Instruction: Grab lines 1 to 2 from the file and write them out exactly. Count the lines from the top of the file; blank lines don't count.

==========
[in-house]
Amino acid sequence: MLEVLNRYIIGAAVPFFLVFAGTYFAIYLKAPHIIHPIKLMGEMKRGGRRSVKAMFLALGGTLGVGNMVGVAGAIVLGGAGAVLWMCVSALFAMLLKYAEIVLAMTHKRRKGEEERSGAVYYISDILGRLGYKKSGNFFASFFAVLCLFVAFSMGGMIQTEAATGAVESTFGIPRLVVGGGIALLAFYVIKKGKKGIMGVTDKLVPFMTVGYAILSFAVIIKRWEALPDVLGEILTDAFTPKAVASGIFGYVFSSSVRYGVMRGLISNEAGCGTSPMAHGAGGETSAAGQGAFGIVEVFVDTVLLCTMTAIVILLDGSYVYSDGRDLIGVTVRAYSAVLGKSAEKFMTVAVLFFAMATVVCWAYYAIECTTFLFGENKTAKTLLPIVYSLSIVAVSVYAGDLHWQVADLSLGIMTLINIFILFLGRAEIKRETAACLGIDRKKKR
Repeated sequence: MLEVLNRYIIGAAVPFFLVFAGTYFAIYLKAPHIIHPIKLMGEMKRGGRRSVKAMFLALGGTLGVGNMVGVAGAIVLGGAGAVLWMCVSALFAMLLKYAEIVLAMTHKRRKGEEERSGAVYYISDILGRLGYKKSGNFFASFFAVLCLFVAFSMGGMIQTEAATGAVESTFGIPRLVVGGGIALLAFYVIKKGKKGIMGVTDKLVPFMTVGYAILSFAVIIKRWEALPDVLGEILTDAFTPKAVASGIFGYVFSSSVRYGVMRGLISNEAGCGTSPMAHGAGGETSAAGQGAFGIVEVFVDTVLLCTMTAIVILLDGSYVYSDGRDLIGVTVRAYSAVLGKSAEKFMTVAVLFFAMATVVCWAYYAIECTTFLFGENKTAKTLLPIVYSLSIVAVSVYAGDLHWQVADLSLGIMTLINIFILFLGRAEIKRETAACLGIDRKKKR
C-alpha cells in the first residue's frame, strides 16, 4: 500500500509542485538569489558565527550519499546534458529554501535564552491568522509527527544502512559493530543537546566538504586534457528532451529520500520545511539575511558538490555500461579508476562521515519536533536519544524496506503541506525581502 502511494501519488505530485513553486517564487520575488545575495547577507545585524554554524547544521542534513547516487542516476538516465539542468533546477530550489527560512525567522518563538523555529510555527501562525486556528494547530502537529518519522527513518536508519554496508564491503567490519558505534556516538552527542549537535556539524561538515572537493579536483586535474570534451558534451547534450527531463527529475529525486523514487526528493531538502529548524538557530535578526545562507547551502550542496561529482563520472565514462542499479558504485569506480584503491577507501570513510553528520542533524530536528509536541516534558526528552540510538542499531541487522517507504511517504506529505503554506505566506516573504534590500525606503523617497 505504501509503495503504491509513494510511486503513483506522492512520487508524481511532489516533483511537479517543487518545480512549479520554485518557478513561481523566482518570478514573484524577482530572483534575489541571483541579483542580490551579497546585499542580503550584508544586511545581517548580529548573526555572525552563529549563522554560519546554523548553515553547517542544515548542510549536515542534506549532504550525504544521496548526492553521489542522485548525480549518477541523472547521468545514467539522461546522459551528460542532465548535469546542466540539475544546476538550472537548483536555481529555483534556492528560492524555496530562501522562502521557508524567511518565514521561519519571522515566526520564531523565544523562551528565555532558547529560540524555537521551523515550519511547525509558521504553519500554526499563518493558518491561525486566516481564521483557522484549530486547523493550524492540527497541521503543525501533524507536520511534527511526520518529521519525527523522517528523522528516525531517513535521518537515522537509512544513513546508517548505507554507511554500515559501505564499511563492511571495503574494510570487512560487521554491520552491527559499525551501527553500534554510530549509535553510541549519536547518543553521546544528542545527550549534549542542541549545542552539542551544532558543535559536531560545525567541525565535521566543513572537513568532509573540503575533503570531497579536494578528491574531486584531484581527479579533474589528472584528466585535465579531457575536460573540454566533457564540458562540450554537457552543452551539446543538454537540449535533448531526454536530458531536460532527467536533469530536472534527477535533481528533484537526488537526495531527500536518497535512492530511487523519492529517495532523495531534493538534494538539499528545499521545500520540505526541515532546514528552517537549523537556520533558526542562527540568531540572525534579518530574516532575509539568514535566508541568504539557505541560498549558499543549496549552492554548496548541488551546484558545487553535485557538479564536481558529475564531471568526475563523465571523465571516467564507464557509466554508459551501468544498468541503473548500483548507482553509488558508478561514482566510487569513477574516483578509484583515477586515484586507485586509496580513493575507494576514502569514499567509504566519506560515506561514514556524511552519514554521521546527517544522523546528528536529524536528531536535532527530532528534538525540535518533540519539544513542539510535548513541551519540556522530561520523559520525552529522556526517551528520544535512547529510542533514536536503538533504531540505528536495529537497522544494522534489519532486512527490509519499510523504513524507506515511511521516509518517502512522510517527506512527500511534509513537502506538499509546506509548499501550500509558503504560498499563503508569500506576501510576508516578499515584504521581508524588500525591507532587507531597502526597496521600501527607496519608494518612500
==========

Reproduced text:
[in-house]
Amino acid sequence: MLEVLNRYIIGAAVPFFLVFAGTYFAIYLKAPHIIHPIKLMGEMKRGGRRSVKAMFLALGGTLGVGNMVGVAGAIVLGGAGAVLWMCVSALFAMLLKYAEIVLAMTHKRRKGEEERSGAVYYISDILGRLGYKKSGNFFASFFAVLCLFVAFSMGGMIQTEAATGAVESTFGIPRLVVGGGIALLAFYVIKKGKKGIMGVTDKLVPFMTVGYAILSFAVIIKRWEALPDVLGEILTDAFTPKAVASGIFGYVFSSSVRYGVMRGLISNEAGCGTSPMAHGAGGETSAAGQGAFGIVEVFVDTVLLCTMTAIVILLDGSYVYSDGRDLIGVTVRAYSAVLGKSAEKFMTVAVLFFAMATVVCWAYYAIECTTFLFGENKTAKTLLPIVYSLSIVAVSVYAGDLHWQVADLSLGIMTLINIFILFLGRAEIKRETAACLGIDRKKKR